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CSS Blog Terrorism

At the Crossroads of Central and South Asia

This week’s featured graphic shows how Afghanistan’s location at the crossroads of Central Asia and South Asia ensures that its future will affect the dynamics of China-Russia relations in both regions. For more on The Taliban Takeover and China-Russia Relations, read Brian G. Carlson’s CSS Analysis in Security Policy here.

Categories
Terrorism

Connecting the Dots: The West’s Wars at Home and Abroad

Image courtesy of Richard Wharton/DVIDS.

This article was originally published by the Oxford Research Group on 28 February 2020.

The war on terror has been underway for nearly two decades. Yet there is still little appreciation in some political quarters of how this approach has often been counterproductive and even created the conditions for violent extremism to thrive. If we are ever going to move towards a less violent future, this must change.

10 Conflicts to Watch in 2020

Image courtesy of Adrian Weale/DVIDS.

This article was originally published by the International Crisis Group on 27 December 2019.

Friends and foes alike no longer know where the United States stands. As Washington overpromises and underdelivers, regional powers are seeking solutions on their own – both through violence and diplomacy.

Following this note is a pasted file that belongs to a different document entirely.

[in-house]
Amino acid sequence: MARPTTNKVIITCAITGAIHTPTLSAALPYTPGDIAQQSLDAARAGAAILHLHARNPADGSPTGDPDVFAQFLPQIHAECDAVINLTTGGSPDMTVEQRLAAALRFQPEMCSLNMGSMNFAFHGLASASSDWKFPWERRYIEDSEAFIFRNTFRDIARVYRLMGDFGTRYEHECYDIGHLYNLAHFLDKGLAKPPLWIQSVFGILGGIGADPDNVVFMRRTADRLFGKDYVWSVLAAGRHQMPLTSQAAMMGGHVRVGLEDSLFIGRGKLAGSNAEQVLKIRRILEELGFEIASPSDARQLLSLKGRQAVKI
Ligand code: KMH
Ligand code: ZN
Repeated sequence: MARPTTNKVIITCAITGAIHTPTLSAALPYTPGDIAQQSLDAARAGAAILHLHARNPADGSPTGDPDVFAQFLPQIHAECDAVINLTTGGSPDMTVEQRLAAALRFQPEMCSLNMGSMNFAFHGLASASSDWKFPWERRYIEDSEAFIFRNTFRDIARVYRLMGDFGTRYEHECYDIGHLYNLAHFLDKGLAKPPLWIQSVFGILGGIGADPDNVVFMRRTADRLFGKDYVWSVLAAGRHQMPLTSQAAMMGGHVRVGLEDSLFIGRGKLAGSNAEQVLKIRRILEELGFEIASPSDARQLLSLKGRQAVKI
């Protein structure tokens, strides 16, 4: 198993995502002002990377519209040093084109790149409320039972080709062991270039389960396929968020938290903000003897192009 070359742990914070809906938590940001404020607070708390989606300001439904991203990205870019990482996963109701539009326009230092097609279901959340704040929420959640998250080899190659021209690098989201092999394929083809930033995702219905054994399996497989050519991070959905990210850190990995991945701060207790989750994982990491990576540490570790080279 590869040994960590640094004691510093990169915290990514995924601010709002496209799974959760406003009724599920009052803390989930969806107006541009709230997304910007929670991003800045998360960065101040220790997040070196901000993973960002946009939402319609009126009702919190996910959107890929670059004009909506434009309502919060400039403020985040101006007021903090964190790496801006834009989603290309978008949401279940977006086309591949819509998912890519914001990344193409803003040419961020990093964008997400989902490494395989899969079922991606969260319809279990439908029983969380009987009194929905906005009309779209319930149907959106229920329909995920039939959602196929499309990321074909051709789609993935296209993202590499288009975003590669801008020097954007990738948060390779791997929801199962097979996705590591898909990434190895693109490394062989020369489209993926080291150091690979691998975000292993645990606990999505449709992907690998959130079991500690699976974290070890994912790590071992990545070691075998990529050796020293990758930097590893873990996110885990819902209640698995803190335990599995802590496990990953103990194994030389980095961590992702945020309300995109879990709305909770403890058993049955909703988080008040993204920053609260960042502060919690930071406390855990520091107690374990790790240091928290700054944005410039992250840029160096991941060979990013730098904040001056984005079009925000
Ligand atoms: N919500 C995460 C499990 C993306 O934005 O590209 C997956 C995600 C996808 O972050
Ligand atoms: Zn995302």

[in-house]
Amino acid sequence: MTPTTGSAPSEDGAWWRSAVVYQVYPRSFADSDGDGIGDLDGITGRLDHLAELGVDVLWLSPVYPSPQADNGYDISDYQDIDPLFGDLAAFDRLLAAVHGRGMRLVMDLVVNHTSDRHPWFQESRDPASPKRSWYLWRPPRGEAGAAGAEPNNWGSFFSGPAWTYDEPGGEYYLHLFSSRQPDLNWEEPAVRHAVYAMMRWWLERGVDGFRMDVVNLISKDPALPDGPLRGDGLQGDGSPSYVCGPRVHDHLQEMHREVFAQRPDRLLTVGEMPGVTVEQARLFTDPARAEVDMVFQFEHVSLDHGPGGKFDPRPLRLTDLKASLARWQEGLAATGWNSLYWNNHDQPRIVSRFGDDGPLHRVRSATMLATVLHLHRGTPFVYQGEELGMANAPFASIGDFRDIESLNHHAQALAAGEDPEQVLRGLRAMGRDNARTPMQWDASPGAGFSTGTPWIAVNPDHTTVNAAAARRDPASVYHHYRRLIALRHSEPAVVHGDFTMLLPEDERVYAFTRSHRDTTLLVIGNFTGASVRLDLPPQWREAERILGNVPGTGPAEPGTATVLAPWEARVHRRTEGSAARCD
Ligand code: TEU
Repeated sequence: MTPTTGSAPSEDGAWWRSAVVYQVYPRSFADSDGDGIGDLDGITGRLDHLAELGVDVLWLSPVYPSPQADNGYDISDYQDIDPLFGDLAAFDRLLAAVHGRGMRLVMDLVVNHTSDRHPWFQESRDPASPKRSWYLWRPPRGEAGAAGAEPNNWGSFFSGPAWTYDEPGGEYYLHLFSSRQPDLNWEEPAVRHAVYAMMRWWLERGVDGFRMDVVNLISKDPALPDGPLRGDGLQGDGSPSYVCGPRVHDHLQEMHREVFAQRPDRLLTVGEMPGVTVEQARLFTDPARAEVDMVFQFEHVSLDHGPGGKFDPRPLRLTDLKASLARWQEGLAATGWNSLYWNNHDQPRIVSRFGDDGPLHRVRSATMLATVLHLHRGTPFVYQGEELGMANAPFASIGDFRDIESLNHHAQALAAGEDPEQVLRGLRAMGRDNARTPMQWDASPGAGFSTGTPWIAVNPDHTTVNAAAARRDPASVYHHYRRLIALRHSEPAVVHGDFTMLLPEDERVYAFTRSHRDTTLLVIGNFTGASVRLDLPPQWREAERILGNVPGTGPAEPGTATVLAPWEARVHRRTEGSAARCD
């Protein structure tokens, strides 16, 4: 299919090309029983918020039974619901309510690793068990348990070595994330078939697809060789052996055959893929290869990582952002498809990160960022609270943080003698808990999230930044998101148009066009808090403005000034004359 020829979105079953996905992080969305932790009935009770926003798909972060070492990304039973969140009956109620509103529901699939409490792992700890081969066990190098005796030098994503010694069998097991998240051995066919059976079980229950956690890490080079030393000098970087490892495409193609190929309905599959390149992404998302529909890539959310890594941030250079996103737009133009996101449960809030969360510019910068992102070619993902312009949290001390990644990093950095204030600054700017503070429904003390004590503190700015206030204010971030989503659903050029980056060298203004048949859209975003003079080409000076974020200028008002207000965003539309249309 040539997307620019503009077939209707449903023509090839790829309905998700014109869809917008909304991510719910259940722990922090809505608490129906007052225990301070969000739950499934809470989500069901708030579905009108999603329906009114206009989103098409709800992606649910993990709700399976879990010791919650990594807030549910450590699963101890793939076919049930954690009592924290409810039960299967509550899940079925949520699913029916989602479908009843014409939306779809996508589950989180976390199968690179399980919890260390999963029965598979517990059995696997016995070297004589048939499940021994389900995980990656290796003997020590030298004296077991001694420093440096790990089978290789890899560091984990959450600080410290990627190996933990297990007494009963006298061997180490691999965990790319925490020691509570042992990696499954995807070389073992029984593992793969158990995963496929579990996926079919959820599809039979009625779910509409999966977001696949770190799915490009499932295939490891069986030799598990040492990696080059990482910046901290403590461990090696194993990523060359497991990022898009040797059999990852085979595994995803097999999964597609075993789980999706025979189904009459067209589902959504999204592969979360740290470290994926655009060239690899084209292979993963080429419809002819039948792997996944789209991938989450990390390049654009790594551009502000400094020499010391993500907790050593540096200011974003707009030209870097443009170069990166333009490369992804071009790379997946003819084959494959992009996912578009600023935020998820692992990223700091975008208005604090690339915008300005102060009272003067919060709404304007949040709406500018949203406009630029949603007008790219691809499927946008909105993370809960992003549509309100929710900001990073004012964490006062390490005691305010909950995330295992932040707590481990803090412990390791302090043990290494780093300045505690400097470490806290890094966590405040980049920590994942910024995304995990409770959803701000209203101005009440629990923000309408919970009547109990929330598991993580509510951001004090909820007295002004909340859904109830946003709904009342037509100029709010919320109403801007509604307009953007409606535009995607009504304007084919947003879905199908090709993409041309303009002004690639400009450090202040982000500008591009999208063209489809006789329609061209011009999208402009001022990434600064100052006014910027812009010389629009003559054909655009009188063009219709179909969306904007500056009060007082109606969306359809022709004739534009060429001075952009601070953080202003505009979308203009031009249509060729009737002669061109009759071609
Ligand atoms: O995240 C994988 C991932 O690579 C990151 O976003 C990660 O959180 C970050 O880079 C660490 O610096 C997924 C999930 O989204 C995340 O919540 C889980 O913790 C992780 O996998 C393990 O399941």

Afghan Peace Talks Are Damaged, But Not Yet Broken

Image courtesy of DVIDS/John Conroy

This article was originally published by the United States institute of Peace (USIP) on 10 September 2019.

USIP’s Andrew Wilder sees an urgent need to get the peace effort back on track.

President Trump’s weekend announcement of a halt to U.S. peace talks with Afghanistan’s Taliban—including a previously unannounced U.S. plan for a Camp David meeting to conclude that process—leaves the future of the Afghanistan peace process unclear. USIP’s Andrew Wilder, a longtime Afghanistan analyst, argues that, rather than declaring an end to the peace process, U.S. negotiators could use the setback as a moment to clarify the strategy, and then urgently get the peace process back on track before too much momentum is lost.

Categories
Humanitarian Issues

What Can Make Displaced People More Vulnerable to Extremism? A Study in Afghanistan Offers Clues for Better Policies in the World’s Violent Conflict Zones

Image courtesy of Joshua Ives/DVIDS.

This article was originally published by the United State Institute of Peace (USIP) on 14 March 2019.

As the international community works to prevent new generations of radicalization in war-torn regions, debate focuses often on the problem of people uprooted from their homes—a population that has reached a record high of 68.5 million people. Public discussion in Europe, the United States and elsewhere includes the notion that displaced peoples are at high risk of being radicalized by extremist groups such as ISIS. Scholars and peacebuilding practitioners have rightly warned against such generalizations, underscoring the need to learn which situations may make uprooted people vulnerable to radicalization. A new USIP study from Afghanistan notes the importance of specific conditions faced by displaced people—and it offers indications suggesting the importance for policy of supporting early interventions to stabilize the living conditions of displaced people after they return home.